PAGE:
I have witnessed firsthand the benefits and challenges that synagogues face today. I have seen the ability of community to help those who are suffering, and the struggle of even large synagogues to meet the needs of a daily minyan. While I am not a demographic expert, I believe that there is an iceberg dead ahead for synagogues in North America.
At the core of the problem with synagogues is how the life of the synagogue is oriented. Most, if not all, North American synagogues revolve their weeks and calendars around Shabbat services. If you think about the staffing and training of a synagogue, you’ll notice an inherent contradiction in revolving around prayer. While some employ full-time cantors and musical directors, many synagogues operate with a rabbi as their sole clergy. You take a person, provide them with some (if not enough) pastoral training, educate them in Talmud and Torah for five years, and then place them in an institution that operates not as a center for Torah study or counseling, but one built around an entirely different medium; prayer. It would be as if you trained someone to be an ophthalmologist and then asked them to open a practice as a cardiologist; two related, but highly different areas of expertise.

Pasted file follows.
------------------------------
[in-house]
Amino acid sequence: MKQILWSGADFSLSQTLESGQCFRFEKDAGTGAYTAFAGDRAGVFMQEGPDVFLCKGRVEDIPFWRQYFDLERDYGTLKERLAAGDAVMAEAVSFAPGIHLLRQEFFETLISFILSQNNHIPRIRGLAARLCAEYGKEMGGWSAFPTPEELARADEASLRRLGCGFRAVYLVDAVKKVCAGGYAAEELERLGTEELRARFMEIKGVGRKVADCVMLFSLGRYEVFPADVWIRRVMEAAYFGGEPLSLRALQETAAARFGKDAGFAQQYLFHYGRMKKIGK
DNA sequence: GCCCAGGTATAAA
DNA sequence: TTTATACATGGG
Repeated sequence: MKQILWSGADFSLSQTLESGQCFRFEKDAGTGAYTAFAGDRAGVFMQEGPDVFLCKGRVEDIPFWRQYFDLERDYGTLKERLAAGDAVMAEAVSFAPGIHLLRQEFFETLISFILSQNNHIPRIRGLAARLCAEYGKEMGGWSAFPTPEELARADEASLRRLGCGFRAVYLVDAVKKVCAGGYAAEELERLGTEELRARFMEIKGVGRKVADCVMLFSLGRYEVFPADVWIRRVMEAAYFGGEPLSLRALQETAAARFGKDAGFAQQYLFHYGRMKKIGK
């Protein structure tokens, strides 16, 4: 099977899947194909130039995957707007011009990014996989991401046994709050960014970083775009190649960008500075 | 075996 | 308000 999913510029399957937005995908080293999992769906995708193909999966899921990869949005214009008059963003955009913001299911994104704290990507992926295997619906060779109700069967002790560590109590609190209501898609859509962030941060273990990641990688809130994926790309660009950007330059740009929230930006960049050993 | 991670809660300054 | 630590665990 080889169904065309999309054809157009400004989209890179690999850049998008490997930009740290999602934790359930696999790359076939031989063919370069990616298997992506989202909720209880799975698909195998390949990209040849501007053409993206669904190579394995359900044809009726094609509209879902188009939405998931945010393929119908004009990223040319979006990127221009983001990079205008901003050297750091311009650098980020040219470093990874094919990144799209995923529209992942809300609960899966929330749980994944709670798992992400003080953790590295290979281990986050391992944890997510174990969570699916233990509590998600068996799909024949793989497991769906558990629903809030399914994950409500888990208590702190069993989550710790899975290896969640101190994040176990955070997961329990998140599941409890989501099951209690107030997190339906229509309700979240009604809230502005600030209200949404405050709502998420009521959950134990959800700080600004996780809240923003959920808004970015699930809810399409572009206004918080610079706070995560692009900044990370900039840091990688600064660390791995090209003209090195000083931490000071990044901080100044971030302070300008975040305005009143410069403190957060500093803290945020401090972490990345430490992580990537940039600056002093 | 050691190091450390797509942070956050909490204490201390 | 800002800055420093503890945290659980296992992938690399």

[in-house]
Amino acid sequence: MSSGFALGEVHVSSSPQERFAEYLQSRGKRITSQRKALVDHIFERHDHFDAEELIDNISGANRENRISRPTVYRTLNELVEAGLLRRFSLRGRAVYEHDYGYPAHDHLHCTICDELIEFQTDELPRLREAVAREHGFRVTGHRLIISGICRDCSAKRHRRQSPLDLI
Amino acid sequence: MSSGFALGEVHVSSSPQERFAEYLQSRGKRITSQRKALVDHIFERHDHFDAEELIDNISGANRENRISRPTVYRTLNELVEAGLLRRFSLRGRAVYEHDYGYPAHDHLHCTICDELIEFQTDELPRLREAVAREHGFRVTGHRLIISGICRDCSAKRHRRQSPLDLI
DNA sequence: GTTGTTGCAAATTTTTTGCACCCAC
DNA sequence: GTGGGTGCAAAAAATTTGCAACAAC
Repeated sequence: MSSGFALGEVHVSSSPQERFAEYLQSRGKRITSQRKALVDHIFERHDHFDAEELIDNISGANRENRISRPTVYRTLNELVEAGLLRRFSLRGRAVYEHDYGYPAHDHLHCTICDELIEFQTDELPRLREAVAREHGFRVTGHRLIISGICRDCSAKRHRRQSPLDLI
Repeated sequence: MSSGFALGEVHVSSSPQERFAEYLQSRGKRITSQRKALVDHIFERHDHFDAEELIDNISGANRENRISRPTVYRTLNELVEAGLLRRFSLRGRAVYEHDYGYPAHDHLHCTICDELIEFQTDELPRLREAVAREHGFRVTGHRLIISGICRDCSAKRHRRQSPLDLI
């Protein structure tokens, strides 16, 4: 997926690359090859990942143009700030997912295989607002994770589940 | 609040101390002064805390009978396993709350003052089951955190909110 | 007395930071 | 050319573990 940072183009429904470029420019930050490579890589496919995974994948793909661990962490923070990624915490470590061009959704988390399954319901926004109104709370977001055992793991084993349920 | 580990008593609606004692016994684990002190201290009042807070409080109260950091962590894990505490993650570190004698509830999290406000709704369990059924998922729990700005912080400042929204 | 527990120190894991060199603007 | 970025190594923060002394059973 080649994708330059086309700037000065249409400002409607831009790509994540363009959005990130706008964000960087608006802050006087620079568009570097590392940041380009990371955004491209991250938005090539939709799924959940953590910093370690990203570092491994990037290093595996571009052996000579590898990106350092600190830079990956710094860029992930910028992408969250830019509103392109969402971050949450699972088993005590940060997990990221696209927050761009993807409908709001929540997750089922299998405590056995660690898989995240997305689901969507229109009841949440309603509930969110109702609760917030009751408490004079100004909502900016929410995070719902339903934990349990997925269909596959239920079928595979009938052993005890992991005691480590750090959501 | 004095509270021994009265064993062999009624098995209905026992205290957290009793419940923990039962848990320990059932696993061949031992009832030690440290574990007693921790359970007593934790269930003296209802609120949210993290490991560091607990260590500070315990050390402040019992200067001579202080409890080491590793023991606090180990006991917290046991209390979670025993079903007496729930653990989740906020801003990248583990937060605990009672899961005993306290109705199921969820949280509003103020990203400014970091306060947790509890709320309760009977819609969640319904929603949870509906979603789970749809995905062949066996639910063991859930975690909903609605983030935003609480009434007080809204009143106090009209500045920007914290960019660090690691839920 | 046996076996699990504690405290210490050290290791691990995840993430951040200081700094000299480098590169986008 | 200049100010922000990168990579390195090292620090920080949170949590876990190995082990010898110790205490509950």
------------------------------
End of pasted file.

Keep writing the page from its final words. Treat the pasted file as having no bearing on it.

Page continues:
Rabbi Ben Goldstein, “The Future of North American Synagogues”, eJewish Philanthropy (27 April 2018) [https://ejewishphilanthropy.com/the-future-of-north-american-synagogues]